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Tuesday, September 22, 2020

Explained: Sebi’s multicap directive — why are mutual funds unhappy?

If a multi-cap scheme of a fund house has an AUM of Rs 10,000 crore, it will have to invest at least Rs 2,500 crore each in the three categories of stocks. The fund manager is free to invest the remaining Rs 2,500 crore in any category they want.

Written by Sandeep Singh , George Mathew , Edited by Explained Desk | Mumbai, New Delhi | Updated: September 13, 2020 10:56:34 am
SEBI, SEBI cap on mutual funds, Mutual funds investments, Multi cap schemes, Express explaine,d Explained economics, Indian expressAccording to the Sebi definition, the first 100 companies in terms of full market capitalisation are large-cap. The companies that are ranked 101-250 are mid cap and the 251st company onwards comes under small-cap companies.

The latest directive by the Securities and Exchange Board of India (Sebi) slapping limits on stock market investments of multi-cap schemes of mutual funds seems to have upset the plans of mutual funds as they will have to churn around Rs 40,000 crore worth stock in their portfolios.

Fund houses, which will be forced to go for a portfolio reshuffle over the next few months and shift their allocation of multi-cap funds from heavily weighted large-cap companies to mid and small-cap companies, wonder why they are being targeted while foreign portfolio investors (FPIs) — bigger players than domestic fund houses — are free to invest in any stocks without limits.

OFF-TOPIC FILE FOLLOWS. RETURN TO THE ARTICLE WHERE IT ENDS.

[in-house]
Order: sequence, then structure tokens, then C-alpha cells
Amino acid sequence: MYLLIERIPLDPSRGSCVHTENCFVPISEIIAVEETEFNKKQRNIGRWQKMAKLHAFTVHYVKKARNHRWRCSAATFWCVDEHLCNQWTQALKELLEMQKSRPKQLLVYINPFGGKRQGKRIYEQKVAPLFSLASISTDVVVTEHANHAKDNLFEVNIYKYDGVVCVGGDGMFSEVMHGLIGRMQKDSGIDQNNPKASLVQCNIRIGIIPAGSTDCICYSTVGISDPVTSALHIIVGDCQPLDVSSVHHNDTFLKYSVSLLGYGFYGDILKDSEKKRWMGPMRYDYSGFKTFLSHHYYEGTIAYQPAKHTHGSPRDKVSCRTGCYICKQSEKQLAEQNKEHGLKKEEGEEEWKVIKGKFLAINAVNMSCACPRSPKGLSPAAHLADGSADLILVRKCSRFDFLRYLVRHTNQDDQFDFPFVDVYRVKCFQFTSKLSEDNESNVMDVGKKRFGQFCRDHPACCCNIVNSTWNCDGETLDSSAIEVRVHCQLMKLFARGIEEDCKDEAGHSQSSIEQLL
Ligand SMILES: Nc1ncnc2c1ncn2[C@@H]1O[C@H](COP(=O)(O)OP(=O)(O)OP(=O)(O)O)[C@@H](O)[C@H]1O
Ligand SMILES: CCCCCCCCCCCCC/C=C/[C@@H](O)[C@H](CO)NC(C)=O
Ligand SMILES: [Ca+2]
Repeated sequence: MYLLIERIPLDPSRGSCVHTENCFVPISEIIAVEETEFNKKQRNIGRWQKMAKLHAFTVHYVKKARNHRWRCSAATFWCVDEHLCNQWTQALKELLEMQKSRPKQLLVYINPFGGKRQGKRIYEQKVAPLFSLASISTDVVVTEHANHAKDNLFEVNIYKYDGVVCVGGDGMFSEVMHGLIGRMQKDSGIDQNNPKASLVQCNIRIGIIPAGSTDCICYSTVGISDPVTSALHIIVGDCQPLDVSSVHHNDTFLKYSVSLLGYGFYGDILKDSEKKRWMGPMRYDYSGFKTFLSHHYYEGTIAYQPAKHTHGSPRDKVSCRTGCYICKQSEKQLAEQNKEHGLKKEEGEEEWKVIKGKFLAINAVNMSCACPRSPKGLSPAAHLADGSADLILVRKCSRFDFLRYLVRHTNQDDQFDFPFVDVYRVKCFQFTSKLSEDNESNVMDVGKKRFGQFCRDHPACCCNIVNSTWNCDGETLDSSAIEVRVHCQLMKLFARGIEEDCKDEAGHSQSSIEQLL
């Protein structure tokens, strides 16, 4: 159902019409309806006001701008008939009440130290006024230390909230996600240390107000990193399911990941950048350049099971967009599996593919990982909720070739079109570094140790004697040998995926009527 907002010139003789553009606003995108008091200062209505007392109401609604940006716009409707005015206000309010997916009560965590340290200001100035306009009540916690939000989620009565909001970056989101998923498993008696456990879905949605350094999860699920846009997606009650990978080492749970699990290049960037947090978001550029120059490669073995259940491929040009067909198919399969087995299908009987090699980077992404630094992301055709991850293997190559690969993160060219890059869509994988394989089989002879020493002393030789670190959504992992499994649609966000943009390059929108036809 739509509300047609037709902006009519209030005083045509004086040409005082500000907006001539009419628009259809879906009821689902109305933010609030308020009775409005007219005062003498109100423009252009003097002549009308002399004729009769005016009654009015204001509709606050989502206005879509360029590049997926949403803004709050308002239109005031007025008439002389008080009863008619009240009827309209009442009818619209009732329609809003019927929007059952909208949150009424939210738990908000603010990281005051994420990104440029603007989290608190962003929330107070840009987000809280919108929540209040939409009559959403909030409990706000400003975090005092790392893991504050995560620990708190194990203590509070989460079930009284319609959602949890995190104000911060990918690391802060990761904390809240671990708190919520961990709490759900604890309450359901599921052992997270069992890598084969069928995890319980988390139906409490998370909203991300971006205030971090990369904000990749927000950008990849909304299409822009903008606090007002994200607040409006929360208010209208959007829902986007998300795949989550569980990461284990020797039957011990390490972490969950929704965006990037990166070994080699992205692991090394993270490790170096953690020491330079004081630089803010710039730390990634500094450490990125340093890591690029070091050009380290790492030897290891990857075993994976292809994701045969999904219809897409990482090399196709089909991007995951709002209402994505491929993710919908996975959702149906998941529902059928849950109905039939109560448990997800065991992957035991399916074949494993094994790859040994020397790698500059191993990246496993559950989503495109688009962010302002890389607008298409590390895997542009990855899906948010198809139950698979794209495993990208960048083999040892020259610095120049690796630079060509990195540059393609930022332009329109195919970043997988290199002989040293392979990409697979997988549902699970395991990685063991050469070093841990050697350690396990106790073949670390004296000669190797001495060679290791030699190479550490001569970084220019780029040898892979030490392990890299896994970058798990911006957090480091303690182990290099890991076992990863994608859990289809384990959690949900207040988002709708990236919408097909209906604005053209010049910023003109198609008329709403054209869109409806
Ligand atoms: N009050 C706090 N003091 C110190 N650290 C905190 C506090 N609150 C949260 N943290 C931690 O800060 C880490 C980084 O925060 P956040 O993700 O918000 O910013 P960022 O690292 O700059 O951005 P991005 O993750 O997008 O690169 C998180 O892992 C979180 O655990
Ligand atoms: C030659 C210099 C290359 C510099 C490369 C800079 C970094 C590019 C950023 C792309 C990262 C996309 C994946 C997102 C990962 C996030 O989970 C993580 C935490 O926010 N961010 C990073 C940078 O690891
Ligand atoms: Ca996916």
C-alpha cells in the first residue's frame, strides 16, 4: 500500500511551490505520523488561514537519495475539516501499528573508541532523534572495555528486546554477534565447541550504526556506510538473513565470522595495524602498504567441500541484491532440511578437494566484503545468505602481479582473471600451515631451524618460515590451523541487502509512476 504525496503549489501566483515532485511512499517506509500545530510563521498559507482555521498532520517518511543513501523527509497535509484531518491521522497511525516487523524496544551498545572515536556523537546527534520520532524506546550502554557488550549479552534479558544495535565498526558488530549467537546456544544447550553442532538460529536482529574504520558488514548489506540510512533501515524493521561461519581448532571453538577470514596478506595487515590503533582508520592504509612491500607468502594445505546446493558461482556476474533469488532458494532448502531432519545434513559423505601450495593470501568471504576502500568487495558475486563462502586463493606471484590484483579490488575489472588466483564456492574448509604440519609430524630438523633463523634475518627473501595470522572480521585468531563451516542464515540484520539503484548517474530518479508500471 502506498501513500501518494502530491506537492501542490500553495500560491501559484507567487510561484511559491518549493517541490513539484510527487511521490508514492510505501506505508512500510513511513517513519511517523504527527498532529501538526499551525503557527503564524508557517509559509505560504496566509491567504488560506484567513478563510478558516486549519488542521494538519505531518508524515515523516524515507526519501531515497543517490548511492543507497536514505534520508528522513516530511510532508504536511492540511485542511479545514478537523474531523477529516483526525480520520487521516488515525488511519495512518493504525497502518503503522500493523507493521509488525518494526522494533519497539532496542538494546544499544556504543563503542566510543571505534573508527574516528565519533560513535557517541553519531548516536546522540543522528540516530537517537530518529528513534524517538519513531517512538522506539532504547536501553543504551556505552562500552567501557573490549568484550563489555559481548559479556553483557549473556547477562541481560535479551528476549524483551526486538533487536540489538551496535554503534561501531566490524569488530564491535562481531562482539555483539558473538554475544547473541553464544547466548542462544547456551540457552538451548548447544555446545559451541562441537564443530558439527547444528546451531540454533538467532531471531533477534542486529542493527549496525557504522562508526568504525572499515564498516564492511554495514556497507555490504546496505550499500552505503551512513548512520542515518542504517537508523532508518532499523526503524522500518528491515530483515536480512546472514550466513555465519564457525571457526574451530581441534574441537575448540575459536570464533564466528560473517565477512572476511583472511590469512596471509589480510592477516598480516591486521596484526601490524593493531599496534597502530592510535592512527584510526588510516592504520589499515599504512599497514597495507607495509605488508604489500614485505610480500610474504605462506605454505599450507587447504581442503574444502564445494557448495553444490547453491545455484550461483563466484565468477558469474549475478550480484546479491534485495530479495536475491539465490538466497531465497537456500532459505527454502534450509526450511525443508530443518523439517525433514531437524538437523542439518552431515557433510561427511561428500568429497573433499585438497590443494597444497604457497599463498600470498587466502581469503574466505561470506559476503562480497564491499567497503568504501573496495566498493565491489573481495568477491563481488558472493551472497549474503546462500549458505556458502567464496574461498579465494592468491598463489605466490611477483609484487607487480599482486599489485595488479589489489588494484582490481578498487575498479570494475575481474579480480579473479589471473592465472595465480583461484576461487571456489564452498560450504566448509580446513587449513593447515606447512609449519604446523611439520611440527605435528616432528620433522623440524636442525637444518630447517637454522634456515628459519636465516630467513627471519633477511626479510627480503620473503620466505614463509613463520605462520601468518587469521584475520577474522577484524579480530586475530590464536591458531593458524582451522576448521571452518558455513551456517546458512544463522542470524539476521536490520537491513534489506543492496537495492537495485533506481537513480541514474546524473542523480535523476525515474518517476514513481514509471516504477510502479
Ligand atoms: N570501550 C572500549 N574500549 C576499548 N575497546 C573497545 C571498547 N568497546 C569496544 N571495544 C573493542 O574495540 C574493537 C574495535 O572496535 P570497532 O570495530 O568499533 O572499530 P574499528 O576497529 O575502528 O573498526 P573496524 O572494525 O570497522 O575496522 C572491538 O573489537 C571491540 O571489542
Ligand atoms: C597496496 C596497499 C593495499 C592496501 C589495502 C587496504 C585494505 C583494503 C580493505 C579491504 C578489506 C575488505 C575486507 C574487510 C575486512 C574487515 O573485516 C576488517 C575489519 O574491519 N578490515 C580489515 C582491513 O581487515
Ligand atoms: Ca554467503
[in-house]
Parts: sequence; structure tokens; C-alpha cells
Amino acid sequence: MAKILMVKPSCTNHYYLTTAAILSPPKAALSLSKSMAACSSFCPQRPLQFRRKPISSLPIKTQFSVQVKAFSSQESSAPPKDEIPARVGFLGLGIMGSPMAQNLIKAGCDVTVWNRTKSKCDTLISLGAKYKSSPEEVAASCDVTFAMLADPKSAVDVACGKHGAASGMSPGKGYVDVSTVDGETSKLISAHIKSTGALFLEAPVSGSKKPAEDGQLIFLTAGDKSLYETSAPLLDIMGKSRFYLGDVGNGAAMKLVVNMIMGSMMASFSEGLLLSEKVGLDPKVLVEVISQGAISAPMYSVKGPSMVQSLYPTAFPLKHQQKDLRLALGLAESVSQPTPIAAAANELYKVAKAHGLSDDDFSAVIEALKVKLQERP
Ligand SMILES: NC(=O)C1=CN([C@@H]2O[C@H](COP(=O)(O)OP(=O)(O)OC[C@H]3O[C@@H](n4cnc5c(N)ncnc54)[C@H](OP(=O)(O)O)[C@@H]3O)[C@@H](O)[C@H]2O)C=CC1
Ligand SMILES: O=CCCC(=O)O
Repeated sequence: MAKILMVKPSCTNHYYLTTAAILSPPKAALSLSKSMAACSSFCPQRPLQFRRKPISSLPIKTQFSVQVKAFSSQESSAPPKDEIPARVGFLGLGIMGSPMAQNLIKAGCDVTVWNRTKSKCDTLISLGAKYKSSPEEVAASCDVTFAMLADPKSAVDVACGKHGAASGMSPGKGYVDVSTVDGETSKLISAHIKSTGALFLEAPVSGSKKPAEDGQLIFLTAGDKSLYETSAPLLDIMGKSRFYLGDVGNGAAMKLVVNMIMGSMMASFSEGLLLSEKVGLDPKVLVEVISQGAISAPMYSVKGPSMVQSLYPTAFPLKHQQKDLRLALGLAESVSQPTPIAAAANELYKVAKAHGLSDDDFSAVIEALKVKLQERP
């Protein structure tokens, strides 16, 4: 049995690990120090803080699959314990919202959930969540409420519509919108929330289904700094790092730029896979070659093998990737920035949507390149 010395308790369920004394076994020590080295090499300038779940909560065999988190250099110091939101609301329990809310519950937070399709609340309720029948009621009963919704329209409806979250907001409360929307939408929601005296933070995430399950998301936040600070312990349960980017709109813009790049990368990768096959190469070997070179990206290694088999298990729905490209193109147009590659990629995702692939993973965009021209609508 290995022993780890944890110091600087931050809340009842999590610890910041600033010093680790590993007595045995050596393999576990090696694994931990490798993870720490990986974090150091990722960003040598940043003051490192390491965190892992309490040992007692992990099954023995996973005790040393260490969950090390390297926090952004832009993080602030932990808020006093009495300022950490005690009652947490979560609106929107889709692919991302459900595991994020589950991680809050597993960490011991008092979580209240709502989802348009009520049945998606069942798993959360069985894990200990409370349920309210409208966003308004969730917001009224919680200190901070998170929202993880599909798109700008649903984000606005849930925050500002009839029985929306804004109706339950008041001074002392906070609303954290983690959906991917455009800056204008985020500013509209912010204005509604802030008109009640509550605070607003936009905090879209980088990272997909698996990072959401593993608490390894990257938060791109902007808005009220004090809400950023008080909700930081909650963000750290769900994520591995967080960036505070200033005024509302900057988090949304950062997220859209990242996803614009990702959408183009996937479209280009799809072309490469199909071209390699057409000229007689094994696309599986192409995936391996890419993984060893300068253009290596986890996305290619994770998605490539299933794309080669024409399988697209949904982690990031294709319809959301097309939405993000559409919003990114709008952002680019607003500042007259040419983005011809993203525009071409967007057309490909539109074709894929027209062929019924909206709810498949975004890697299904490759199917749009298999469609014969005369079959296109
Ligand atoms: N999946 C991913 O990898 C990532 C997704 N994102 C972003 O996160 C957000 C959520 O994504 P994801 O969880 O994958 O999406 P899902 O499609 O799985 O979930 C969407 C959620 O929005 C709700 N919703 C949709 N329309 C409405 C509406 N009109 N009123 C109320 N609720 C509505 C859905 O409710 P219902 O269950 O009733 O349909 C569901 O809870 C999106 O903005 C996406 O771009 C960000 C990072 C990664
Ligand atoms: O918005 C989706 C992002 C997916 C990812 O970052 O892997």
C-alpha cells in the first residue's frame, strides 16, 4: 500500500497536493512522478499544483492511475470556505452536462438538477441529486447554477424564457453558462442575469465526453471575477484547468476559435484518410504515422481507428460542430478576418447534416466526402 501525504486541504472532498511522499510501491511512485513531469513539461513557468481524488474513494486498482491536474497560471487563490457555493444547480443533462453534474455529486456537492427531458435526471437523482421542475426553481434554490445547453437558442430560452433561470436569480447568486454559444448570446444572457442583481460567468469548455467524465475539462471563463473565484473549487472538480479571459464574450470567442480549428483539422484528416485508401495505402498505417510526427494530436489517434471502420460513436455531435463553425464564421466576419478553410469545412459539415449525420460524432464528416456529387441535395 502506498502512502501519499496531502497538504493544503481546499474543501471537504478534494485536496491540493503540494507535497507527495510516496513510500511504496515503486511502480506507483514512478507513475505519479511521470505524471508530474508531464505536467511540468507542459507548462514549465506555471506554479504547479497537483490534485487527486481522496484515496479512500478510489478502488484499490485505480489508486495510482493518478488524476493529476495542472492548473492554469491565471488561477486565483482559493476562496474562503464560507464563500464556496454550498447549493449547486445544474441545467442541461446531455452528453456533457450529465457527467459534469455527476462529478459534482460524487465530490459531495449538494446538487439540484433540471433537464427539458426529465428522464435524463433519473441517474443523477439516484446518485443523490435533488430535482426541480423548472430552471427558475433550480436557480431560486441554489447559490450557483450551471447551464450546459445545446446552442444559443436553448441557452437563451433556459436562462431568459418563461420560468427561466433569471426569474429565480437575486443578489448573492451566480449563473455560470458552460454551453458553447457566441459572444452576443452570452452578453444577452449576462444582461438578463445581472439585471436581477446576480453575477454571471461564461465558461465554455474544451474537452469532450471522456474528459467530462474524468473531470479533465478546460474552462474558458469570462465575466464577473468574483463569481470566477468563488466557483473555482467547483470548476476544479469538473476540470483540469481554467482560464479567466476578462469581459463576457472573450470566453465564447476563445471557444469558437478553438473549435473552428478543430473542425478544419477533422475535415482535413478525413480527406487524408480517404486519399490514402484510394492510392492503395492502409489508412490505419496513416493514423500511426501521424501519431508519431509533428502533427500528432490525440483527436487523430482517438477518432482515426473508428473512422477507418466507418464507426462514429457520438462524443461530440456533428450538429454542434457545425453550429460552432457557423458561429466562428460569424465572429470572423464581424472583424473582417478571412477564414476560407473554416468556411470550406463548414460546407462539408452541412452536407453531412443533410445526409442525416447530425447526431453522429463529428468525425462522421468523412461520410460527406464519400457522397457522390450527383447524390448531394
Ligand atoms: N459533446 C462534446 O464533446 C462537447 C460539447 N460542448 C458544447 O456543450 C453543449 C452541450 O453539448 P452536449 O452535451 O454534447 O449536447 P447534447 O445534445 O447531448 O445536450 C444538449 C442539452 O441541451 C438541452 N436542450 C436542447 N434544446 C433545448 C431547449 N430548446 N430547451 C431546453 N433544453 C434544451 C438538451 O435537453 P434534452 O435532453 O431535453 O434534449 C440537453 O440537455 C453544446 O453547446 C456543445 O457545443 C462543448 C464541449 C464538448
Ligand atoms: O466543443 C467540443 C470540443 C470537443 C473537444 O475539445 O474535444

What’s the Sebi directive to mutual funds?

In a circular issued on Friday, Sebi has specified that the minimum investment in equity and equity-related instruments of large, mid, and small cap companies in multi-cap schemes should be 25 per cent each of total assets under management of the scheme. So, if a multi-cap scheme of a fund house has an AUM of Rs 10,000 crore, it will have to invest at least Rs 2,500 crore each in the three categories of stocks. The fund manager is free to invest the remaining Rs 2,500 crore in any category they want.

Earlier, there was no such minimum investment guideline (into the category of stocks) for multi-cap funds. While Sebi guidelines said that multi-cap funds should invest at least 65 per cent into equity and equity-related instruments, the fund managers were free to allocate the money into large, mid or small caps. In fact, data shows that few of the schemes have near nil allocation to small-cap companies and 9 out of the 35 multi-cap schemes invested less than 5 per cent into small-cap companies.

Why are mutual funds unhappy?

Mutual funds were getting decent returns by investing in large-cap stocks, which were leading the Sensex rally in the last two years. On the other hand, mid and small cap stocks fared rather poorly when compared to large stocks. Fund managers also want the Sebi to slap similar curbs on foreign investors (FPIs). “Investors won’t benefit from this directive. Their returns may come down also or the schemes may carry higher risk. Mid and small caps don’t offer the desired comfort level to fund managers. The move will only benefit small stocks and market players who have invested in such stocks. Do we have enough small stocks in which we can entrust the money of investors? Why are FPIs not given any such directives? FPIs are free to invest in any stocks. One also wonders whether it’s to cool down the market when the economy is plunging,” said the senior official of a private sector fund house.